Monday, March 30, 2009

Why Science is Important

Alom Shaha, a science teacher at Camden School for Girls, asked scientists and educators to explain why they think science is important. He got a great range of responses, which he has compiled into a documentary. Many of the contributors seem to have moved from research to writing and teaching - I'm not sure that's indicative of anything other than the fact that educators are more likely to have both heard about the project and be comfortable with talking on video.

Some of the women in science who contributed:

  • Kat Arney, "ex-scientist" working as a Science Information Officer at Cancer Research UK
  • Robin Bell, Senior Research Scientist at the Lamont-Doherty Earth Observatory of Columbia University.
  • Susan Blackmore, frelance writer and Visiting Lecturer at the University of the West of England, Bristol. Blackmore is best known for her theory of memetics.
  • Rosie Coates, PhD student in chemistry at University College London.
  • Beulah Garner, natural history curator at the Horniman Museum and Fellow of the Royal Entomological Society.
  • Elaine Greaney, rocket scientist.
  • Maya Hawes: a 12-year-old student
  • Ann Lingard, novelist, former scientist, and founder of SciTalk - a site that helps writers connect with scientists.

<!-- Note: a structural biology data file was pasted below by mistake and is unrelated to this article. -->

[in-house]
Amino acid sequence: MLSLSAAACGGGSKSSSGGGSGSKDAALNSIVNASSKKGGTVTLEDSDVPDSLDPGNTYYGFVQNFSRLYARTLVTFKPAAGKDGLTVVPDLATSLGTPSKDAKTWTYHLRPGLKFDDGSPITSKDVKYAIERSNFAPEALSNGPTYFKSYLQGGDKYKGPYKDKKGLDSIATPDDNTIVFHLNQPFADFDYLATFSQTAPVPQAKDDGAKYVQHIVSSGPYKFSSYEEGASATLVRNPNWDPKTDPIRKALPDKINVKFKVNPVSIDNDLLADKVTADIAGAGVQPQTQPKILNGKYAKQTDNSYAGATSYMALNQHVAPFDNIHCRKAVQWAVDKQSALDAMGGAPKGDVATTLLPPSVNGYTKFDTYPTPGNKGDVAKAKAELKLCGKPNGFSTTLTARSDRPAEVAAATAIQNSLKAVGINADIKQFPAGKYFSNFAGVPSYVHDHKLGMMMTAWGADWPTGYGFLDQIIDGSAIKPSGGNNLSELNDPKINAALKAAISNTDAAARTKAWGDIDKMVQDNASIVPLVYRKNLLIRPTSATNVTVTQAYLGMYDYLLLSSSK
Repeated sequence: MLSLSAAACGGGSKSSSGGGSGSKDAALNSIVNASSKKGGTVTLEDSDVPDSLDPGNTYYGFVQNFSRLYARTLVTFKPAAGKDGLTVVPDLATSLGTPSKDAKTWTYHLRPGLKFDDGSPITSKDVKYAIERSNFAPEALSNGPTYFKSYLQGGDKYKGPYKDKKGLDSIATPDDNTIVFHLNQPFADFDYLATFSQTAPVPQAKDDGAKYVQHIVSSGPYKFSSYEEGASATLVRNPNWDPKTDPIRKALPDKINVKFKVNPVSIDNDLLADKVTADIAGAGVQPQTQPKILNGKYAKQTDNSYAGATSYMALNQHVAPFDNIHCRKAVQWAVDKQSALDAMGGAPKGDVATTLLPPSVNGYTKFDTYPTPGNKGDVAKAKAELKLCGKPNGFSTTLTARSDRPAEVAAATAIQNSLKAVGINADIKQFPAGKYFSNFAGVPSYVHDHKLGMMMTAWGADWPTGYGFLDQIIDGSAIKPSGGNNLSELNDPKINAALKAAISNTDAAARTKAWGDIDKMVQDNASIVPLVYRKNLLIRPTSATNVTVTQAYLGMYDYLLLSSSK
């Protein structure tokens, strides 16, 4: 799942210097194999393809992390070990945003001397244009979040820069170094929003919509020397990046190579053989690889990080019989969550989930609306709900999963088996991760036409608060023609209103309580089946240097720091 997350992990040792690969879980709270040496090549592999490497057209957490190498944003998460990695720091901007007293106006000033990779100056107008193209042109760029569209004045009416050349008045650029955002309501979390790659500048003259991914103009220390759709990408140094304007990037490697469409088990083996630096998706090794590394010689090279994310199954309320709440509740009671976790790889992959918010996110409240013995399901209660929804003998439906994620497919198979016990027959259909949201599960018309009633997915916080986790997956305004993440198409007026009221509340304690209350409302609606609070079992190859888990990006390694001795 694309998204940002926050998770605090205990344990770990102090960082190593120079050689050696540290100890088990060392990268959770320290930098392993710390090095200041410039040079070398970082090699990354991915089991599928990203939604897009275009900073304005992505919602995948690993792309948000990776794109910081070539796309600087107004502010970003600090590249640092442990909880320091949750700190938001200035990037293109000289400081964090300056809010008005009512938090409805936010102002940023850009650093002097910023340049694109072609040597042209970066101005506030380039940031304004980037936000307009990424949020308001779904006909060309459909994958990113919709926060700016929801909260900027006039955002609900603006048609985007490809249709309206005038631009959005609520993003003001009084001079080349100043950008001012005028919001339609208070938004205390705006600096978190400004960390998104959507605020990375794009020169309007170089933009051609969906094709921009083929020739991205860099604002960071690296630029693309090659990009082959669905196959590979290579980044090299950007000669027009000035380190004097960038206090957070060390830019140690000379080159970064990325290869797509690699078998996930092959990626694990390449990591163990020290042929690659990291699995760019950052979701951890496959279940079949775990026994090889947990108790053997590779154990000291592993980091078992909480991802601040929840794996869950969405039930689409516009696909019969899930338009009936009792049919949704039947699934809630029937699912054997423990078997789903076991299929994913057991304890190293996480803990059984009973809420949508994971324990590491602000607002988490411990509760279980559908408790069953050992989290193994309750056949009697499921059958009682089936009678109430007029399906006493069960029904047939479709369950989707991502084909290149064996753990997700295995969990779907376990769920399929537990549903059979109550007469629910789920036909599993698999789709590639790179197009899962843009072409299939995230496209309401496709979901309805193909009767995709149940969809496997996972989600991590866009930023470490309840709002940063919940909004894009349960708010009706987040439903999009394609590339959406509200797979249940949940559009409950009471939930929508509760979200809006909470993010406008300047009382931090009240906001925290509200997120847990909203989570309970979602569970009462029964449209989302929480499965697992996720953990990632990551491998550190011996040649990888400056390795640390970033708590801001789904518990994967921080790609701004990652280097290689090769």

• Becky Parker, Head of Physics at the Simon Langton Grammar School for Boys. She's a former lecturer in physics, a Fellow of the Institute of Physics, and has been awarded an MBE for her services to science.
  • Jennifer Rohn, cell biologist and founder of
  • Rhian Salmon, PhD in Atmospheric Chemistry. She currently works as Education and Outreach Coordinator for the International Polar Year
  • Tara Shears, particle physicist.
  • Anna Smajdor, lecturer in Ethics at the University of East Anglia. She is particularly interested in the ethical aspects of science, medicine and technology.
Here's the final film (if you don't see it embedded below, click the link):

Why is Science Important? from Alom Shaha on Vimeo.

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